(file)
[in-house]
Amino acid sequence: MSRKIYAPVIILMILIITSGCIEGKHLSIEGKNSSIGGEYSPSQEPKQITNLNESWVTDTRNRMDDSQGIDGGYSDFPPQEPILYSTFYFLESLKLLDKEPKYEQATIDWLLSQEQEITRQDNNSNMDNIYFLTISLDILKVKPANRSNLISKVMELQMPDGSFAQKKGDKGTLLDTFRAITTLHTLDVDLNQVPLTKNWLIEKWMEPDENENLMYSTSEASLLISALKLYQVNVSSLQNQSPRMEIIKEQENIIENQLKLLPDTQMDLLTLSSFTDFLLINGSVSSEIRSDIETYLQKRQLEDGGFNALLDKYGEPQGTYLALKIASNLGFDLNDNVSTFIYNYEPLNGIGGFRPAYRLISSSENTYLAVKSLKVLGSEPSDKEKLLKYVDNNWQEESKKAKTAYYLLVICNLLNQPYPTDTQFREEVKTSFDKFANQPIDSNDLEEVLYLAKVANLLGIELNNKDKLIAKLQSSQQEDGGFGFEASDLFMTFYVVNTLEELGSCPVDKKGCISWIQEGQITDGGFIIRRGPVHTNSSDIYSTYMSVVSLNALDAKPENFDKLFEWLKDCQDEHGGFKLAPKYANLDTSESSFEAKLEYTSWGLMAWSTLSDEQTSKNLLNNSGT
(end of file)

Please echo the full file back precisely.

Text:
[in-house]
Amino acid sequence: MSRKIYAPVIILMILIITSGCIEGKHLSIEGKNSSIGGEYSPSQEPKQITNLNESWVTDTRNRMDDSQGIDGGYSDFPPQEPILYSTFYFLESLKLLDKEPKYEQATIDWLLSQEQEITRQDNNSNMDNIYFLTISLDILKVKPANRSNLISKVMELQMPDGSFAQKKGDKGTLLDTFRAITTLHTLDVDLNQVPLTKNWLIEKWMEPDENENLMYSTSEASLLISALKLYQVNVSSLQNQSPRMEIIKEQENIIENQLKLLPDTQMDLLTLSSFTDFLLINGSVSSEIRSDIETYLQKRQLEDGGFNALLDKYGEPQGTYLALKIASNLGFDLNDNVSTFIYNYEPLNGIGGFRPAYRLISSSENTYLAVKSLKVLGSEPSDKEKLLKYVDNNWQEESKKAKTAYYLLVICNLLNQPYPTDTQFREEVKTSFDKFANQPIDSNDLEEVLYLAKVANLLGIELNNKDKLIAKLQSSQQEDGGFGFEASDLFMTFYVVNTLEELGSCPVDKKGCISWIQEGQITDGGFIIRRGPVHTNSSDIYSTYMSVVSLNALDAKPENFDKLFEWLKDCQDEHGGFKLAPKYANLDTSESSFEAKLEYTSWGLMAWSTLSDEQTSKNLLNNSGT